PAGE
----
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News outlets are often accused of instigating the court of public opinion into convicting someone before all the facts are out or they’ve had their day in court. This newspaper is no different. From time to time we’ll hear from unhappy suspects who didn’t like seeing their name in black and white type. Phrases like “accused of” and “allegedly” are meaningless, we’re told, because once it’s in print it’s taken as gospel.

In the case of Sgt. Mike Murphy, a veteran police officer now facing felony charges lodged by the federal government, the Review has gone at least to the same lengths in reporting this story that are taken in reporting the weekly roundup of arrests from police reports. Arguably, we’ve been more responsible in laying out the facts of Murphy’s case because there have been numerous follow up stories. If the charges are dropped, it will be reported. The same can’t be said for those named every week in the police log.

For Commissioner Mark Hosty to declare Murphy’s innocence is premature and reckless for the same reasons that the public is critical of a hasty crucifixion. In discussing a fundraising event he staged to pay for Murphy’s high-powered attorney, Hosty said his longtime friend has been “falsely accused.” Hosty may one day be proven right, but he can’t yet possibly know that.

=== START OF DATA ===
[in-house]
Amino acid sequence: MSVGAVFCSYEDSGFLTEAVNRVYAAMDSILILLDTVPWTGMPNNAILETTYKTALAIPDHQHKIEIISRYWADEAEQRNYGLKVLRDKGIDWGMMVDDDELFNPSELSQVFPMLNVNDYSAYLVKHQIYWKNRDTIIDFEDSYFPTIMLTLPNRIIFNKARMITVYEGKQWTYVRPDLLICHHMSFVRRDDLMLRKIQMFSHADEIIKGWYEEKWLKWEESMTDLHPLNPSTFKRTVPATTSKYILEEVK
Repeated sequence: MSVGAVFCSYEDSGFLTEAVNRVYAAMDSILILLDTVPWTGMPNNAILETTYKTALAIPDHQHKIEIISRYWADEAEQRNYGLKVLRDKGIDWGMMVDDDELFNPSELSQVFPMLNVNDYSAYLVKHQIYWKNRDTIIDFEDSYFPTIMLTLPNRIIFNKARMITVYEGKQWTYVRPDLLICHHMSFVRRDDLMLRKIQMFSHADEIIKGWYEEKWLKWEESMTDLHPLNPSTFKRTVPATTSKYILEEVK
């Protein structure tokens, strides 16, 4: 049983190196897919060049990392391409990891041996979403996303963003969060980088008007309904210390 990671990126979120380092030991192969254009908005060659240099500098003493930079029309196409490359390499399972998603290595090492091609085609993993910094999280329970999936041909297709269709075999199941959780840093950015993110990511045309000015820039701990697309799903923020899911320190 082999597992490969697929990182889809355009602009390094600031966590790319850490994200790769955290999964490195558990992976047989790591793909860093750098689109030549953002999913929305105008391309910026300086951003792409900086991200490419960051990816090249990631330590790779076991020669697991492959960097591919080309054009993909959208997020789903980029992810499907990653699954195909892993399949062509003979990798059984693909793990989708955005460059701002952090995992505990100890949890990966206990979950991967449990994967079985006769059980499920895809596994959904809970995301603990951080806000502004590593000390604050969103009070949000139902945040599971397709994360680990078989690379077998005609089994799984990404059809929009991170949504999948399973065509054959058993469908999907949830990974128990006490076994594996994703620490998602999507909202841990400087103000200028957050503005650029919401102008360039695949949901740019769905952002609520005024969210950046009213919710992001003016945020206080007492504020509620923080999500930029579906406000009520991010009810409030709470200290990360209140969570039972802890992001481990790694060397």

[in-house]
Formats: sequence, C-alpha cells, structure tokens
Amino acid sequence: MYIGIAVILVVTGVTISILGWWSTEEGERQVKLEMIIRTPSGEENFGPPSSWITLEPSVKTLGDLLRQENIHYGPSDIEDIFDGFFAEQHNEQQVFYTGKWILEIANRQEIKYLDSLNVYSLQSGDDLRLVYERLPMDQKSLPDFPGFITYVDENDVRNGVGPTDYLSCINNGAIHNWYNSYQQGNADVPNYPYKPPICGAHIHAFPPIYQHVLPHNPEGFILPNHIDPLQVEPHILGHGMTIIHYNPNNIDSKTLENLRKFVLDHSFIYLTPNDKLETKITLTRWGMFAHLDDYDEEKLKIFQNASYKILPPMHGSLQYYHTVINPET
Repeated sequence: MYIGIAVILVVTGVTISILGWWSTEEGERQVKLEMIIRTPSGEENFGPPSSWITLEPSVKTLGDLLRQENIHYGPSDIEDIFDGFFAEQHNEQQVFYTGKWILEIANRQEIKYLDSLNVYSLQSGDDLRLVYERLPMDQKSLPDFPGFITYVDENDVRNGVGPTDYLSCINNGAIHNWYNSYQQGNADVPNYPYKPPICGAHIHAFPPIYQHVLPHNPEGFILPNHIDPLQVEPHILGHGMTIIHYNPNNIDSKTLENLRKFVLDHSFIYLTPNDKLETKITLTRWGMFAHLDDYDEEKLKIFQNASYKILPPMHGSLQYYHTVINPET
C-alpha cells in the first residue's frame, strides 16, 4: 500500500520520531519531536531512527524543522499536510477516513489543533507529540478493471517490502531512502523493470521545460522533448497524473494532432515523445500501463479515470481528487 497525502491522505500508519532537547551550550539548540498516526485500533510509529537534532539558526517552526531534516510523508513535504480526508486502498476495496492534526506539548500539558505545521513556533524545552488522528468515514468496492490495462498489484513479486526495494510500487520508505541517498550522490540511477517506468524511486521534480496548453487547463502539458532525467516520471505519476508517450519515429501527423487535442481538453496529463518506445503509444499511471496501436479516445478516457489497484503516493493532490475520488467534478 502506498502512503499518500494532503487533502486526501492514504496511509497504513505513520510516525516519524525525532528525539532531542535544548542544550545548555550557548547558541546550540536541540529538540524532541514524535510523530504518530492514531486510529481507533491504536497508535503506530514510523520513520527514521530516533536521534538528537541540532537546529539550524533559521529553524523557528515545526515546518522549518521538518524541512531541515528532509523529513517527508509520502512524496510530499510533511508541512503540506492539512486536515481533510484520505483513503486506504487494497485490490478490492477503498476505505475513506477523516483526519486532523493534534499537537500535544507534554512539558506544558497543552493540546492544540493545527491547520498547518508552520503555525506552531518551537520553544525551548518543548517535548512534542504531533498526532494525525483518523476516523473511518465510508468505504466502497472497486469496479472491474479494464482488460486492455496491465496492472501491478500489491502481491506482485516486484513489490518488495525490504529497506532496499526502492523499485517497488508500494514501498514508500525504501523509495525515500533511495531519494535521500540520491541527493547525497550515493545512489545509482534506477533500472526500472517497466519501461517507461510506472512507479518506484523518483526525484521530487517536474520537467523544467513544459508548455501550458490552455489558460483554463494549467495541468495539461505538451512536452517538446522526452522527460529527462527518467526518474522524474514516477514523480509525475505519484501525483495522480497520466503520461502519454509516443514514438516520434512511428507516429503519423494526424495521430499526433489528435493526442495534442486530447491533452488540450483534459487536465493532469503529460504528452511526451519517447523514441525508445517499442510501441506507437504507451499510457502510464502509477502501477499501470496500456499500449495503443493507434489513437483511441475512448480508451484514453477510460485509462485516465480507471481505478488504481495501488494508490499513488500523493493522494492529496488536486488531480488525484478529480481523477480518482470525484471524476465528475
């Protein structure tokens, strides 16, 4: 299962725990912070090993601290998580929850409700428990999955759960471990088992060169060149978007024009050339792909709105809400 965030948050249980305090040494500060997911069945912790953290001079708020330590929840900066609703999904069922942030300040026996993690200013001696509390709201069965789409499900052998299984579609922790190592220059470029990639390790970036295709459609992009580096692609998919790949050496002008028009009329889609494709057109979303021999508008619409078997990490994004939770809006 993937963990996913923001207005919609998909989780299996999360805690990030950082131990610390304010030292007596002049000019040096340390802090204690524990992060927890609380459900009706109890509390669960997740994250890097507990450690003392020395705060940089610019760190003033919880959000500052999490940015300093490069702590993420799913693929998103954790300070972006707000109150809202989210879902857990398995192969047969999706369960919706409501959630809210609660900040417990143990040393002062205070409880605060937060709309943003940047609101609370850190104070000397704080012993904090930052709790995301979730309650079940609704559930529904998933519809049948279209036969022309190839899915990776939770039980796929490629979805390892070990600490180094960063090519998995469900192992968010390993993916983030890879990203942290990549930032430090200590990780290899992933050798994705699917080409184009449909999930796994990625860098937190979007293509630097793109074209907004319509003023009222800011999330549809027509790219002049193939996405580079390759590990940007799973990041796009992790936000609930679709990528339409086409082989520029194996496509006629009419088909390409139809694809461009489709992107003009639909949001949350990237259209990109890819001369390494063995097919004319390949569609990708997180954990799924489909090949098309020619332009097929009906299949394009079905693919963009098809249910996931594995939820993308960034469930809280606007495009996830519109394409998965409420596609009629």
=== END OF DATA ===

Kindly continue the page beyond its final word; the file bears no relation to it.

As a friend, it’s admirable that his support of Murphy is steadfast. But as an elected official trusted to watch out for the community’s best interests, Hosty is stepping into a mine field that should cripple the public’s trust in him. Hosty’s responsibilities as a commissioner bar him from soliciting financial support for a suspected felon whose troubles may grip village hall. Whether that’s stated in the council’s code of ethics is irrelevant.

Voters should be left gasping that other members of the village council even considered contributing to Murphy’s legal defense. The scenarios in which Forest Park might be dragged into this case are too numerous to list and it’s impossible to know whether Murphy’s legal interests will square with the village’s. The long, strange trip through the mud that has been the most notable aspect of Forest Park’s cop shop in recent years ought to make any elected official cautious in declaring their allegiances. Without knowing how this case will shake out, Hosty and other council members could very well be funding their own hanging. And their hanging, more importantly, would cost taxpayers a great deal of money.

That anyone would want to rush to the aide of a childhood friend is entirely understandable, and we don’t mean to fault Hosty for his loyalty. But holding public office comes with its own set of obligations and residents should remind Hosty, and everyone else on the village council, not to forget those promises either.